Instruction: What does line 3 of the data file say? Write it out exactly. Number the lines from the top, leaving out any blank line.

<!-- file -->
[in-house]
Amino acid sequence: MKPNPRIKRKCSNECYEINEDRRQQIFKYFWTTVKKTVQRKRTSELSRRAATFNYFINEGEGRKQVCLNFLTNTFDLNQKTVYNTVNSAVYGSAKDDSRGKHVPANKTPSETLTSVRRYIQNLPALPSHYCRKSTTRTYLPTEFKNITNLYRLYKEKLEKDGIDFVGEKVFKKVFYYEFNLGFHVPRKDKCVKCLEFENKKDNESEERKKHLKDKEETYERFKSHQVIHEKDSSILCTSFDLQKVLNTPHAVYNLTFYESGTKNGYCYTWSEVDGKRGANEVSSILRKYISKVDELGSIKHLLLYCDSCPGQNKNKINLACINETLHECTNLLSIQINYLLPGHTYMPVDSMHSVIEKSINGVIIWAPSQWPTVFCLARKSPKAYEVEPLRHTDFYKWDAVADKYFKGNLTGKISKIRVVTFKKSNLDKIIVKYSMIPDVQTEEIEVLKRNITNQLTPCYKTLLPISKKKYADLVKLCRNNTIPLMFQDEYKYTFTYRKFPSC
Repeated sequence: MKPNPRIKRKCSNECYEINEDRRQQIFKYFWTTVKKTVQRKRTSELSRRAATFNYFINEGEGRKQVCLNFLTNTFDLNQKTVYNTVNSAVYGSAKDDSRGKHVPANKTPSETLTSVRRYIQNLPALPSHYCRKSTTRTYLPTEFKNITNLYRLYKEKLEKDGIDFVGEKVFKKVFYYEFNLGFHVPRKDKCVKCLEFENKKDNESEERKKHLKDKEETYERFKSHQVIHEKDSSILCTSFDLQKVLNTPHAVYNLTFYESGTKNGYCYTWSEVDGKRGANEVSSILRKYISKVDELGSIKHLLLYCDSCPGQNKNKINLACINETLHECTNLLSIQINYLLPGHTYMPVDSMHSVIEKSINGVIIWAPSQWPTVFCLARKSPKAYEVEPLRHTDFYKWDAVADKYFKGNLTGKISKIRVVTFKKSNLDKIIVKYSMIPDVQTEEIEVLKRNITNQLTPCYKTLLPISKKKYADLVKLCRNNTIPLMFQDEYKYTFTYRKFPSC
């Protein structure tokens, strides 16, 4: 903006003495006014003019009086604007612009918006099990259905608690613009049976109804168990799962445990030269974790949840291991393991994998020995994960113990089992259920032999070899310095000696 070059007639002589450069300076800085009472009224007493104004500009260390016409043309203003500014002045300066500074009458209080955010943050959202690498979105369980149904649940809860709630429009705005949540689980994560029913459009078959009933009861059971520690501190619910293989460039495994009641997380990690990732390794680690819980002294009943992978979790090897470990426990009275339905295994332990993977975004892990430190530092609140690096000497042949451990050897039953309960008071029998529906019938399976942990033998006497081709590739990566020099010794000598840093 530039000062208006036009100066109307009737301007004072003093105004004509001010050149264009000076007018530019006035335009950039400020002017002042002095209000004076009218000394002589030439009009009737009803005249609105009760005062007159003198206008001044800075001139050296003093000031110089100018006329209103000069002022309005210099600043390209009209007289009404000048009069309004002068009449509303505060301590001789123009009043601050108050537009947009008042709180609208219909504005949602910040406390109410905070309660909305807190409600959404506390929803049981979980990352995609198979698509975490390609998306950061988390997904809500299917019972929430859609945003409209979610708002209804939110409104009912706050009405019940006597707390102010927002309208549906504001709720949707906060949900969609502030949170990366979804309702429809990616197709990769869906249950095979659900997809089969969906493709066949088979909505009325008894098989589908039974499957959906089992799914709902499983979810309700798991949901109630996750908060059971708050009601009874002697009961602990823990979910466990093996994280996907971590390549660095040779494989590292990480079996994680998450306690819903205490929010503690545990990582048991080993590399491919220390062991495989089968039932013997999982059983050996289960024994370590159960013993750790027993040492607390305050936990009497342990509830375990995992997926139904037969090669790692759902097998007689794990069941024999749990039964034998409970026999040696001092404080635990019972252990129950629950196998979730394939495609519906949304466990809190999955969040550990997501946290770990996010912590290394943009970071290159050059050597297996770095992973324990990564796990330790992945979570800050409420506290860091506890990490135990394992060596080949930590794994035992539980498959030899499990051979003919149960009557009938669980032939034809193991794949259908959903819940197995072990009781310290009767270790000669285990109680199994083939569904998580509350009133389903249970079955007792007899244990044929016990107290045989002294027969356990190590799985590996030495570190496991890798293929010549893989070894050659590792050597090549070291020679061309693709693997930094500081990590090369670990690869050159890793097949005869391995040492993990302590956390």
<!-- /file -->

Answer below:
Repeated sequence: MKPNPRIKRKCSNECYEINEDRRQQIFKYFWTTVKKTVQRKRTSELSRRAATFNYFINEGEGRKQVCLNFLTNTFDLNQKTVYNTVNSAVYGSAKDDSRGKHVPANKTPSETLTSVRRYIQNLPALPSHYCRKSTTRTYLPTEFKNITNLYRLYKEKLEKDGIDFVGEKVFKKVFYYEFNLGFHVPRKDKCVKCLEFENKKDNESEERKKHLKDKEETYERFKSHQVIHEKDSSILCTSFDLQKVLNTPHAVYNLTFYESGTKNGYCYTWSEVDGKRGANEVSSILRKYISKVDELGSIKHLLLYCDSCPGQNKNKINLACINETLHECTNLLSIQINYLLPGHTYMPVDSMHSVIEKSINGVIIWAPSQWPTVFCLARKSPKAYEVEPLRHTDFYKWDAVADKYFKGNLTGKISKIRVVTFKKSNLDKIIVKYSMIPDVQTEEIEVLKRNITNQLTPCYKTLLPISKKKYADLVKLCRNNTIPLMFQDEYKYTFTYRKFPSC